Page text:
# spec/spec_helper.rb
config.use_transactional_fixtures = false

Phew. Finally we can see the test passing.

NOTE: Some people will argue that, since this is an acceptance test, people must be created by visiting the pages and filling up the form, one by one. I agree this looks more like BDD, but there is a pragmatic part of me that prefers to set it up straight on the database because (1) it is much faster and (2) it does not cause the search to fail when the creation feature is failing.

Marking javascript tests

Okay, the search test is right, but now the creation test is also running with Selenium, even though it doesn't use javascript. That's not good. Selenium is nice, but it is much slower than rack-test. It would be nice if we could mark the tests that need javascript and run only those with Webdriver. In fact, that is exactly what Cucumber users do with tags. We can take advantage of RSpec metadata to do the same. So, let's indicate that the search uses javascript:

# spec/acceptance/person_create_spec.rb
scenario "The listing has four people and I'm looking for John", :js => true do

Then, before each test we have to check if it uses javascript and change the Capybara driver if it does.

# spec/acceptance/acceptance_helper.rb
RSpec.configure do |config|
  config.before(:each) do        
    Capybara.current_driver = :selenium if example.metadata[:js]
  end

  config.after(:each) do
    Capybara.use_default_driver if example.metadata[:js]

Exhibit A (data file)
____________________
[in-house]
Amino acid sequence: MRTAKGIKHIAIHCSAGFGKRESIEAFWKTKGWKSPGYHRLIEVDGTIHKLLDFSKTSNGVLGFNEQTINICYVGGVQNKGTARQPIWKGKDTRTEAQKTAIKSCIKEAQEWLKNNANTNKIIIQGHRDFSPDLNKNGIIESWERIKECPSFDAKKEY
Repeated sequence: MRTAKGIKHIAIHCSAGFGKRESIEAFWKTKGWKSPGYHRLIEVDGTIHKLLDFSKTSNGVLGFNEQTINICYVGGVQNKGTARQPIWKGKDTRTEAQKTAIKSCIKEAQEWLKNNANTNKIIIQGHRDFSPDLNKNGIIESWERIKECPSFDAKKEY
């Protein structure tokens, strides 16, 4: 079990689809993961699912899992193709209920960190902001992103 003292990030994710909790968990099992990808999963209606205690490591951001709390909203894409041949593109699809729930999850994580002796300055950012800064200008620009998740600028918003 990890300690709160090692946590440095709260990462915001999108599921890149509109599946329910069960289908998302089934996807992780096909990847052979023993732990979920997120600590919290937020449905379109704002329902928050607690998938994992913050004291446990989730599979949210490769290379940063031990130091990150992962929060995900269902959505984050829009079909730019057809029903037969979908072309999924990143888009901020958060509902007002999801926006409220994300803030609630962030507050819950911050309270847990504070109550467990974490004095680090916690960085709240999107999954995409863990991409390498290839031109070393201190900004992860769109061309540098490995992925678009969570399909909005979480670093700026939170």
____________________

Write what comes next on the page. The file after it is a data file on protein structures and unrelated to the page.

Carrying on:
end
end

Now Selenium is used only with javascript tests and we can erase that Capybara.default_driver = :selenium.

Clearing the database

We're almost done. Before we finish, let's see the page that save_and_open_page generated again. There are two Johns on the listing, although we created just one on the search test. Strange. But do you remember we are creating another John on the create test? Wow, since we don't use transactional fixtures anymore, all the things we insert on the database remains there, becoming garbage at the end of each test. That is unacceptable; tests must be isolated.

On this specific case, there were no problems and if we really wanted to be isolated, we could just call Person.delete_all at the beginning of each test. But you can see this is a bad idea on anything bigger than that. More one gem to the rescue: database_cleaner. So, that hooks we did above become a little more complex:

# Gemfile
group :development, :test do
  #...
  gem 'database_cleaner', :git => 'http://github.com/bmabey/database_cleaner.git'
end

# spec/support/javascript.rb
RSpec.configure do |config|
  config.before(:suite) do
    DatabaseCleaner.strategy = :transaction
    DatabaseCleaner.clean_with :truncation
  end

  config.before(:each) do
    if example.metadata[:js]
      Capybara.current_driver = :selenium
      DatabaseCleaner.strategy = :truncation
    else
      DatabaseCleaner.strategy = :transaction
      DatabaseCleaner.start
    end
  end

  config.after(:each) do
    Capybara.use_default_driver if example.metadata[:js]
    DatabaseCleaner.clean
  end
end

We choose the transaction strategy by default and change to truncate if the test requires javascript: it is the best of both worlds. And, as we have a good piece of code now, it is better to move it to the file spec/support/javascript.rb. RSpec requires all the files on the support directory automatically.

Demo App and Compatibility

If you're lazy and doesn't want to follow the tutorial, just download this app and see the specs running (some view specs are failing, but it's a bug on RSpec: they were generated on the scaffold). The code was tested with Rails 3.0.0 on Ruby 1.9.2 and 1.8.7.

Summary

So, to test pages that use javascript and database with Steak, you just have to do three steps:
1. Add gem 'selenium-webdriver' to the Gemfile (if you are using Steak, you already have the others, right?).
2. Add the file spec/support/javascript.rb.
3. Mark all scenarios that use javascript with :js => true.
Not that bad, hum?